Case Study: The Dartmouth Jewish Sound Archive

DJSAWhen Dartmouth College engineering professor Alexander Hartov discovered hundreds of old records in his wife’s uncle’s basement in the 1990s, he knew he’d happened upon an important collection of rare sound recordings.  His wife’s uncle, Eddie Gilman, had been the host of “The Yiddish Hour” radio program in the mid-1950s.[1]  Professor Hartov collects sound—even carrying a tape recorder to capture worthy examples as he travels—and he knew these recordings provided an invaluable window into mid-20th-century Jewish American culture.[2]

“I always had an interest in audio, and it seemed very sad to me to see these things going to the dump,” Hartov said. [3]  In 1996, he began cleaning the records and preparing them for transferal to digital files.  What started as a personal labor of love became a comprehensive online archive of historic Jewish sound.[4] ”I wanted to restore the sound, otherwise it would just rot and disappear.”[5]

Professor Lewis Glinert, Professor of Hebrew in Dartmouth’s Department of Asian and Middle Eastern Languages and Literatures, soon joined Hartov and the Dartmouth Jewish Sound Archive was born.  Hartov is the archive’s technical director, and Glinert is responsible for the conceptual design of the web site as tool for teaching and research.  Together, the team has preserved more than 47,000 audio tracks since 2002;[6] Hartov estimates there may be as many as 100,000 tracks in the digitization backlog, and the archive is still accepting donations.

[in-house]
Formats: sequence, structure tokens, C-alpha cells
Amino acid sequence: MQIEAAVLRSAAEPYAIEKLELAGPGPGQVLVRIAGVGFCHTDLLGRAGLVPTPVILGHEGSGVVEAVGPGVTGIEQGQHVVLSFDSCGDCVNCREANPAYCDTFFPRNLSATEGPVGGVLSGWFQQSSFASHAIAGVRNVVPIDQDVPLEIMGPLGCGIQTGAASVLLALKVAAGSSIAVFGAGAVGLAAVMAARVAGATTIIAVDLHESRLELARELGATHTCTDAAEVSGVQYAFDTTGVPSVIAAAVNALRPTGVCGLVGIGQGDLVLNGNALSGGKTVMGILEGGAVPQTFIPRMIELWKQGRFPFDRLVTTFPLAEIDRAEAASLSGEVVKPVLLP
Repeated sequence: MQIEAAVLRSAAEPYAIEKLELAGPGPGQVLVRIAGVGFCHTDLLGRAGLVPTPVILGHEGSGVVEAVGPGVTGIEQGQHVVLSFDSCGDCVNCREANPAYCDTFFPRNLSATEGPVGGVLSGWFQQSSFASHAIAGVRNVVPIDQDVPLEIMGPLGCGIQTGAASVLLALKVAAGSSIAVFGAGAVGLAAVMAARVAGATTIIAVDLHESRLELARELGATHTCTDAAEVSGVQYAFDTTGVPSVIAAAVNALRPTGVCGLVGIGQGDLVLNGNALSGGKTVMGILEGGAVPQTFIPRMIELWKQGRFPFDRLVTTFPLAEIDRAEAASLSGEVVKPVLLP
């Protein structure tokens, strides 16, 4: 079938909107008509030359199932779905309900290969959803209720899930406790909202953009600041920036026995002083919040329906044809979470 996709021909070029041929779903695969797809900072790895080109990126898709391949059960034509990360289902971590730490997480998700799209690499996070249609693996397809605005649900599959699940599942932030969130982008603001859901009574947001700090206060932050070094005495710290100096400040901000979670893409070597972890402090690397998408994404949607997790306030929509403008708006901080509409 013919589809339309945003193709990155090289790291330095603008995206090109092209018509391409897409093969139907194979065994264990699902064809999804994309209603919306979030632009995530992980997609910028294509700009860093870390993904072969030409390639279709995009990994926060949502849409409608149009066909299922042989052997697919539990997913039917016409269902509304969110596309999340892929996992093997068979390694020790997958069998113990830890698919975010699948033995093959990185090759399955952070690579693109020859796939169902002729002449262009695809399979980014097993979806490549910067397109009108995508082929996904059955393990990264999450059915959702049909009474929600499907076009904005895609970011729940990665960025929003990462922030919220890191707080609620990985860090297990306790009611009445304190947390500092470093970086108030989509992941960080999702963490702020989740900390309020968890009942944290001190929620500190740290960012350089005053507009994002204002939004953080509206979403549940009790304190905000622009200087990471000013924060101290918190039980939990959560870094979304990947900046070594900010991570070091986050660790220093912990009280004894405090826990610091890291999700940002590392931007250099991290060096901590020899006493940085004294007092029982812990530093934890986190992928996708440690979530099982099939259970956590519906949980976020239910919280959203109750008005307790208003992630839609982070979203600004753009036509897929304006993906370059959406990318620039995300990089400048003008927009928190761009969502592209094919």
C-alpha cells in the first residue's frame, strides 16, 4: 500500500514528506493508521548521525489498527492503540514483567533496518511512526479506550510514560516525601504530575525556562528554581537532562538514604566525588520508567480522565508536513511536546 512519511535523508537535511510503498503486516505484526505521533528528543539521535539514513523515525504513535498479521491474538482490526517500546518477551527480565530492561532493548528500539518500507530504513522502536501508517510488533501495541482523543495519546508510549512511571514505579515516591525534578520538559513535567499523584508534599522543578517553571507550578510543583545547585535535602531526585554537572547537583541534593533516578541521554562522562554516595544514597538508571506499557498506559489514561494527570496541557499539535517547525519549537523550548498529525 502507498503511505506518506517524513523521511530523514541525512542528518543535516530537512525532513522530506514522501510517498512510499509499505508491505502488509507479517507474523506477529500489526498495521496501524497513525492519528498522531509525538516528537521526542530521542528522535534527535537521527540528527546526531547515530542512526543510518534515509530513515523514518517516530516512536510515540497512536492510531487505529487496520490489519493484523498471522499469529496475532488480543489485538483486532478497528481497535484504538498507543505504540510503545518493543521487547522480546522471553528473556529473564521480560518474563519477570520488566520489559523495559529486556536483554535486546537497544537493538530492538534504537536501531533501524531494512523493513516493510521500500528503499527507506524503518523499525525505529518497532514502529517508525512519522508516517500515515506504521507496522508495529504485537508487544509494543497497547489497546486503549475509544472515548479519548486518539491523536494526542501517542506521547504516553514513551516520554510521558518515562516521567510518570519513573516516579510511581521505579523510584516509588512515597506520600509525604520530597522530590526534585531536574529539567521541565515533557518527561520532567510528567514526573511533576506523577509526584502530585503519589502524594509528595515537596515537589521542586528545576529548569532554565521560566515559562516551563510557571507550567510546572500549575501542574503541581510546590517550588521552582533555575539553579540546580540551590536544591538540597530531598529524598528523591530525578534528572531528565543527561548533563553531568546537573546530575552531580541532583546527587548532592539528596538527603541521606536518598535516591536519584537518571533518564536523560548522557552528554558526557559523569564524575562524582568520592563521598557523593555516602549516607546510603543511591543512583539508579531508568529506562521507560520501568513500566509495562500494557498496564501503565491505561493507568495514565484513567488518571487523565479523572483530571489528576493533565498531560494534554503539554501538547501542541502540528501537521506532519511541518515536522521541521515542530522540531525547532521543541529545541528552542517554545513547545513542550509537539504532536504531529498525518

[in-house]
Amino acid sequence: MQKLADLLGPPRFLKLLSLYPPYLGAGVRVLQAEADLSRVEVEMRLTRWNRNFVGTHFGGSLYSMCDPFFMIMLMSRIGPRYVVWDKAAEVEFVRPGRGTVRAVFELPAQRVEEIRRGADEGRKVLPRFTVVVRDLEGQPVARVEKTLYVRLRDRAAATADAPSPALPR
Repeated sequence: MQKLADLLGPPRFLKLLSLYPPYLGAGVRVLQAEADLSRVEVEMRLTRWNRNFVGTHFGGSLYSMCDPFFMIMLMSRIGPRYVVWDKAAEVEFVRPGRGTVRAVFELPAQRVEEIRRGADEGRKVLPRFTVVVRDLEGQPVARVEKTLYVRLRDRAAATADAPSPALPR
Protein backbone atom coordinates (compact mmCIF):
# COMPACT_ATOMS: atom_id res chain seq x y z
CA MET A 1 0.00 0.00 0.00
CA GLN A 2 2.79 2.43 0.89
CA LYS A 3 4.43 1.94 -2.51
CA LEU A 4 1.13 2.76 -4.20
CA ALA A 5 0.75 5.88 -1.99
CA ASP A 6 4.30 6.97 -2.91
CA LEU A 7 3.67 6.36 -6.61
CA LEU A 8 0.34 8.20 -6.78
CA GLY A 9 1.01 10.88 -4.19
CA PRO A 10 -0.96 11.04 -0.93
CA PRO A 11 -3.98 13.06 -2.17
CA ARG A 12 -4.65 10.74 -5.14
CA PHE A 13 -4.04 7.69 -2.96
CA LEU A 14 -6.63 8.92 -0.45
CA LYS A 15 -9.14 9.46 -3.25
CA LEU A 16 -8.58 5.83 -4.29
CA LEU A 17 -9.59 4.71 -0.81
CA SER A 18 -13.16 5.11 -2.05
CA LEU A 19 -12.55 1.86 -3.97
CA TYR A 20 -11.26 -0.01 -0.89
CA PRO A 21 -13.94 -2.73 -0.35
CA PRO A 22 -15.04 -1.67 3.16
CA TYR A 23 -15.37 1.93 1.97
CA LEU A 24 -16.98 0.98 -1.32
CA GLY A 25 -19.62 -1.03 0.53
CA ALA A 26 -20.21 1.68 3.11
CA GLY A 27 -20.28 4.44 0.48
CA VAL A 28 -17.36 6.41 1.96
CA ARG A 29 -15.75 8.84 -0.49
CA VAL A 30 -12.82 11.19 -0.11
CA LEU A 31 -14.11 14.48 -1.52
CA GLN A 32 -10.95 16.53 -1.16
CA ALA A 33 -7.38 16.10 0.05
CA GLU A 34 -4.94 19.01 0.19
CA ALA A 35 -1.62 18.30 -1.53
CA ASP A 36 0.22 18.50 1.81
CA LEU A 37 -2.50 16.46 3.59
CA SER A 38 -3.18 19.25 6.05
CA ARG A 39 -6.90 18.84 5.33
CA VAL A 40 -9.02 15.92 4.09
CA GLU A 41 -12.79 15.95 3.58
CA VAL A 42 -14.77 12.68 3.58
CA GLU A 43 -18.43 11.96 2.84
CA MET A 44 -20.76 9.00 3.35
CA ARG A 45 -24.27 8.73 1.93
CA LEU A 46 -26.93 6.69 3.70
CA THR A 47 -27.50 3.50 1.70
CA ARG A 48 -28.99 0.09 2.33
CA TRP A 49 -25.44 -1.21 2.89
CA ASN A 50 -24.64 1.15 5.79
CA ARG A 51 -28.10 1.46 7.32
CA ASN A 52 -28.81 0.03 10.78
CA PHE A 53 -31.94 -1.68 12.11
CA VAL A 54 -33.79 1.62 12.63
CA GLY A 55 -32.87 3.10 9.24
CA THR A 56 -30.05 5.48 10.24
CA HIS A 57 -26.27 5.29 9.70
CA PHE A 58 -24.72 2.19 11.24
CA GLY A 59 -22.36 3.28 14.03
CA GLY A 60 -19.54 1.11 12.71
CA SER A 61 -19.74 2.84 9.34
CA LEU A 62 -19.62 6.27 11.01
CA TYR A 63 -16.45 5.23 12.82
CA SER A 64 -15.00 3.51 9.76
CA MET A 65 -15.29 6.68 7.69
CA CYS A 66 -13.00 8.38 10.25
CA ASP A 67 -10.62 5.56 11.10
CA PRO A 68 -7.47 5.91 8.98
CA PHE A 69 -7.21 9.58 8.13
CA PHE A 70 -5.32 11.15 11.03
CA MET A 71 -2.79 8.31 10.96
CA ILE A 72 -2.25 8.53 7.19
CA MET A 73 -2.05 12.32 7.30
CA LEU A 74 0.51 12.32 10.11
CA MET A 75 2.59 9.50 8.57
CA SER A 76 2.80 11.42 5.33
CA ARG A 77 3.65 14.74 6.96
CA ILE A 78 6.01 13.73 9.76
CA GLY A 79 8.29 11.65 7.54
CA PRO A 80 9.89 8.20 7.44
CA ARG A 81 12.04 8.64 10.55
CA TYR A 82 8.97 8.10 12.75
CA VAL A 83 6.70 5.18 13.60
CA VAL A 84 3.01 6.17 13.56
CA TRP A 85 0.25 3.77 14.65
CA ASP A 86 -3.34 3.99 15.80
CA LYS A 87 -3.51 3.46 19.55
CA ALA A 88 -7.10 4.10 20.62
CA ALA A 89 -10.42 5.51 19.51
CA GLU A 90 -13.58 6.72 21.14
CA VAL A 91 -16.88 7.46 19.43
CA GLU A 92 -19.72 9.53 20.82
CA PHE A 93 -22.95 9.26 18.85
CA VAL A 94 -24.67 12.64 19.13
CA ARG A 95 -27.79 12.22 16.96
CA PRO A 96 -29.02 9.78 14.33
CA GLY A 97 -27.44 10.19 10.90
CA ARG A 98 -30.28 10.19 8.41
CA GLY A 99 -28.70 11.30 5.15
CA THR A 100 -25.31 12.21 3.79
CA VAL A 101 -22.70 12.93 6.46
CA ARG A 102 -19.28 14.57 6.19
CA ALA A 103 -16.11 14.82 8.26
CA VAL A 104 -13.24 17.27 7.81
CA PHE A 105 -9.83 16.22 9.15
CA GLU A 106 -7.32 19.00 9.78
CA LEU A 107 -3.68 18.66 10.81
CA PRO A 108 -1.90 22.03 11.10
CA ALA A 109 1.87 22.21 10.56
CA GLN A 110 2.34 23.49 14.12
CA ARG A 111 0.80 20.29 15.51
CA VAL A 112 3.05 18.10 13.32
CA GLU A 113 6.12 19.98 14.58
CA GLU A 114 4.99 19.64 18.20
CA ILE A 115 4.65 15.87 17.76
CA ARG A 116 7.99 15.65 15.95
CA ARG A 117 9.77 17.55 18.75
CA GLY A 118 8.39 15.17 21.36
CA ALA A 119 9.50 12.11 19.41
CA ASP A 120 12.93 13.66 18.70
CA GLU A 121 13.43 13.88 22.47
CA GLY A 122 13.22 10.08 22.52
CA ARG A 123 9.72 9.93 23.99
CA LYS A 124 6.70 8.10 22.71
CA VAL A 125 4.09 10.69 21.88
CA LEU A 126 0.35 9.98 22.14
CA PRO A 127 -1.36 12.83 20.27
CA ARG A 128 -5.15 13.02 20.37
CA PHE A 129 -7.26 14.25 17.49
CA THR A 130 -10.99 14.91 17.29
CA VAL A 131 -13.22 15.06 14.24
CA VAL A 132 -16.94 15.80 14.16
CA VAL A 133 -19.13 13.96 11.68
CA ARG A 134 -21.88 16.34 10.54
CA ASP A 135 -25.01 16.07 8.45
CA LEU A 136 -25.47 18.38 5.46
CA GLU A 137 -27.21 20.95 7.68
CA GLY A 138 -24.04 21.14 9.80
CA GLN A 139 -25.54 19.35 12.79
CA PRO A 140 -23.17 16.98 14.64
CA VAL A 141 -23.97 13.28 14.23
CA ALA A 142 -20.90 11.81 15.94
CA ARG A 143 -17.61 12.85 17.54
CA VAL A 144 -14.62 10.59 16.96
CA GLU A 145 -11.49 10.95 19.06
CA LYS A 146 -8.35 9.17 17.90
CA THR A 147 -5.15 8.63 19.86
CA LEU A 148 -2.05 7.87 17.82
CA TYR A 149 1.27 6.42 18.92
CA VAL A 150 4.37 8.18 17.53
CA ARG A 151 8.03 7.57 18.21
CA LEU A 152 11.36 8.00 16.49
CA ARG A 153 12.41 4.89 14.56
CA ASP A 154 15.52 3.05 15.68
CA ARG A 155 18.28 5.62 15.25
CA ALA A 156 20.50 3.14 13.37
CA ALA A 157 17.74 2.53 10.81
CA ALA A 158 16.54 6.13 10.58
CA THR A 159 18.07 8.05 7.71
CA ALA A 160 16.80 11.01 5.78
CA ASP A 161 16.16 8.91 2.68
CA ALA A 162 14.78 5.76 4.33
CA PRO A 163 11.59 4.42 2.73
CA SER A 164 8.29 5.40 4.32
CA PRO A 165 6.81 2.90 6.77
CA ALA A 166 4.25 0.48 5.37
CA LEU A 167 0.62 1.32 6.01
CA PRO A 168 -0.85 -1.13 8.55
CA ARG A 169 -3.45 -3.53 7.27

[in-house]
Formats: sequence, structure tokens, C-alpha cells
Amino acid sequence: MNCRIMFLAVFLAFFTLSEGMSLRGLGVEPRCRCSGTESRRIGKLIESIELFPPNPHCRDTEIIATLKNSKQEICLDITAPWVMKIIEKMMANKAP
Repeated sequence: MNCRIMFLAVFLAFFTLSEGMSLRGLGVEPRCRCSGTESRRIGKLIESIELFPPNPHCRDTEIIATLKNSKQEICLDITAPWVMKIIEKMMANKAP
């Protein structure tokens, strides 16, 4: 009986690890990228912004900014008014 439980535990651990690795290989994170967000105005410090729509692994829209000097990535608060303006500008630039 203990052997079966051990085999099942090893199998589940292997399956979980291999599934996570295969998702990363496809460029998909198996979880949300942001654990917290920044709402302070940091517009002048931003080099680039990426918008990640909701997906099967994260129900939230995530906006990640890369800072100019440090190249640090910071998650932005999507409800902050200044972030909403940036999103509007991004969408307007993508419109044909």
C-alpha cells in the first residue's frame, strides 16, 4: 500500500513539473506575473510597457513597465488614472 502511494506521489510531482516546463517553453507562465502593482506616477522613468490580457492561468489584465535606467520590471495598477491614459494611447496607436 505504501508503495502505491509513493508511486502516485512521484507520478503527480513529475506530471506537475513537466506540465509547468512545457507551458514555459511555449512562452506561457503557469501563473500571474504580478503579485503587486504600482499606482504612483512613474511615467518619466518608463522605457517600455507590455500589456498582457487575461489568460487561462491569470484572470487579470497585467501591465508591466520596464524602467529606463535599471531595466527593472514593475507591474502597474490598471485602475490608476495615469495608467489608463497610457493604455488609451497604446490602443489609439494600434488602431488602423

Still a work-in-progress, the collection has grown beyond Gilman’s recordings to include folk songs and theater pieces, cantorial readings, stories and songs for children, speeches, music by Jewish composers and historical recordings, among other items… Among the more historically significant recordings is the radio broadcast of the United Nations vote on the creation of the state of Israel. The range of languages represented in the archive include Russian, Hebrew, French, Yiddish, Arabic and other rarer languages, such as Ladino, an archaic form of Spanish that incorporates some Hebrew elements.[7]

The Dartmouth Jewish Sound Archive (DJSA) is now one of the largest online Jewish scholarly archives in the world.[8]  It is accessible to Dartmouth users for free; other researchers may register to use the site, as well.  “There is apparently no website anywhere that permits scholars around the world to listen to a wide range of Jewish recordings. And anyone studying music or other recorded material is no doubt aware of how difficult it is to persuade outside libraries to loan recordings,” said Glinert. “With Dartmouth’s world renown as a center for computing technology, this site will place us at the forefront of the online revolution in Hebrew and Jewish studies.”[9]

There are no plans to ever make any of the recordings downloadable.  Due to the complexity of copyright restrictions, the collections will remain playable only through the web site’s playlist feature.[10]  The DJSA does not let researchers take physical possession of the material.  One can only listen to it through the online portal.

Currently, users can search for sound recordings by keyword, album/collection title, track title, composer, lyricist/source, performer, country, genre, language, theme, and occasion; alternatively, the collections can be browsed by album/collection, genre, language, occasion, theme, recent additions, or alphabetically.

Speaking to Professor Hartov via email, I learned that not all the material from “The Yiddish Hour” was on tape; in fact, very little of it was.  Hartov had many commercial recordings (78s, LPs, etc.) and a number of “acetates” (studio-made recordings on metal discs covered with a soft, engravable material), but almost no tapes (perhaps as few as two tapes of studio recordings and a few “carts,” similar to 8-track tapes).  All the material is still in the DJSA’s possession, and the majority is still quite playable, with the exception of some of the acetates, which were so deteriorated that no further playing is possible.